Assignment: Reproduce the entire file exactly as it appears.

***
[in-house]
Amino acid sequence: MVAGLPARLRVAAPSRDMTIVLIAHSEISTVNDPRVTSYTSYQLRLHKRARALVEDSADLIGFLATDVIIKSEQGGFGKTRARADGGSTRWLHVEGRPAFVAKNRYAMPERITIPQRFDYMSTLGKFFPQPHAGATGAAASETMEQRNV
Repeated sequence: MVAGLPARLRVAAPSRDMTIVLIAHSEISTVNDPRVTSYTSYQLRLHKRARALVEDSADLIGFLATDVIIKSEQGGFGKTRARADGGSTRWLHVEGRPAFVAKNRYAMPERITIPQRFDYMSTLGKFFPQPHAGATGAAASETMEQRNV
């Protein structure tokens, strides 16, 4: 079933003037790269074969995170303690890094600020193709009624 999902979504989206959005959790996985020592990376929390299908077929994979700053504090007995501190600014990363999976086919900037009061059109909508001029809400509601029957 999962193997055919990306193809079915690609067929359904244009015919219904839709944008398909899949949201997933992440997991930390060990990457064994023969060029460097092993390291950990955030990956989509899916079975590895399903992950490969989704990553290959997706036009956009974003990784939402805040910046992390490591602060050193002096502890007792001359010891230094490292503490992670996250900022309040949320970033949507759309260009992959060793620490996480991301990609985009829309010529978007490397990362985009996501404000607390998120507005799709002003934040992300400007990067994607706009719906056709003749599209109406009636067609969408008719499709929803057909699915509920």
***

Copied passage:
[in-house]
Amino acid sequence: MVAGLPARLRVAAPSRDMTIVLIAHSEISTVNDPRVTSYTSYQLRLHKRARALVEDSADLIGFLATDVIIKSEQGGFGKTRARADGGSTRWLHVEGRPAFVAKNRYAMPERITIPQRFDYMSTLGKFFPQPHAGATGAAASETMEQRNV
Repeated sequence: MVAGLPARLRVAAPSRDMTIVLIAHSEISTVNDPRVTSYTSYQLRLHKRARALVEDSADLIGFLATDVIIKSEQGGFGKTRARADGGSTRWLHVEGRPAFVAKNRYAMPERITIPQRFDYMSTLGKFFPQPHAGATGAAASETMEQRNV
């Protein structure tokens, strides 16, 4: 079933003037790269074969995170303690890094600020193709009624 999902979504989206959005959790996985020592990376929390299908077929994979700053504090007995501190600014990363999976086919900037009061059109909508001029809400509601029957 999962193997055919990306193809079915690609067929359904244009015919219904839709944008398909899949949201997933992440997991930390060990990457064994023969060029460097092993390291950990955030990956989509899916079975590895399903992950490969989704990553290959997706036009956009974003990784939402805040910046992390490591602060050193002096502890007792001359010891230094490292503490992670996250900022309040949320970033949507759309260009992959060793620490996480991301990609985009829309010529978007490397990362985009996501404000607390998120507005799709002003934040992300400007990067994607706009719906056709003749599209109406009636067609969408008719499709929803057909699915509920």